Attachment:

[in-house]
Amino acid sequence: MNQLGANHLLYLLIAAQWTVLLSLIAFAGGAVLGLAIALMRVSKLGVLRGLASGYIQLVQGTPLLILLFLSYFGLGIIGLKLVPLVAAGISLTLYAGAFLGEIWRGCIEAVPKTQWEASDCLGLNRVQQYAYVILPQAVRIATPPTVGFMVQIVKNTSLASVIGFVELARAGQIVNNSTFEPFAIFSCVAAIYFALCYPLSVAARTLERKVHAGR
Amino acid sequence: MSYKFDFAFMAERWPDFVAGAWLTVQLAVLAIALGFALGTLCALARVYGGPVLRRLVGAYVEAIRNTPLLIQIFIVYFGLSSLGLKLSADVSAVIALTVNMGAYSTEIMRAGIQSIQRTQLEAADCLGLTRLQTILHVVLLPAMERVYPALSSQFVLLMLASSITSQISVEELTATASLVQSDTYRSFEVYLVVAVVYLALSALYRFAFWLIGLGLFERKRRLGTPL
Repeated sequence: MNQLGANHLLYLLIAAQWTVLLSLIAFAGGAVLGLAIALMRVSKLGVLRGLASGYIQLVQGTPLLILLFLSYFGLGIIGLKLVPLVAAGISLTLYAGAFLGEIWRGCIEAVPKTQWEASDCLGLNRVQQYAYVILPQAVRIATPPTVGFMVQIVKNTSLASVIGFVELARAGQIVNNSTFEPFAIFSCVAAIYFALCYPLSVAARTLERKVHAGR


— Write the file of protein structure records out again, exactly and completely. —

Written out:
[in-house]
Amino acid sequence: MNQLGANHLLYLLIAAQWTVLLSLIAFAGGAVLGLAIALMRVSKLGVLRGLASGYIQLVQGTPLLILLFLSYFGLGIIGLKLVPLVAAGISLTLYAGAFLGEIWRGCIEAVPKTQWEASDCLGLNRVQQYAYVILPQAVRIATPPTVGFMVQIVKNTSLASVIGFVELARAGQIVNNSTFEPFAIFSCVAAIYFALCYPLSVAARTLERKVHAGR
Amino acid sequence: MSYKFDFAFMAERWPDFVAGAWLTVQLAVLAIALGFALGTLCALARVYGGPVLRRLVGAYVEAIRNTPLLIQIFIVYFGLSSLGLKLSADVSAVIALTVNMGAYSTEIMRAGIQSIQRTQLEAADCLGLTRLQTILHVVLLPAMERVYPALSSQFVLLMLASSITSQISVEELTATASLVQSDTYRSFEVYLVVAVVYLALSALYRFAFWLIGLGLFERKRRLGTPL
Repeated sequence: MNQLGANHLLYLLIAAQWTVLLSLIAFAGGAVLGLAIALMRVSKLGVLRGLASGYIQLVQGTPLLILLFLSYFGLGIIGLKLVPLVAAGISLTLYAGAFLGEIWRGCIEAVPKTQWEASDCLGLNRVQQYAYVILPQAVRIATPPTVGFMVQIVKNTSLASVIGFVELARAGQIVNNSTFEPFAIFSCVAAIYFALCYPLSVAARTLERKVHAGR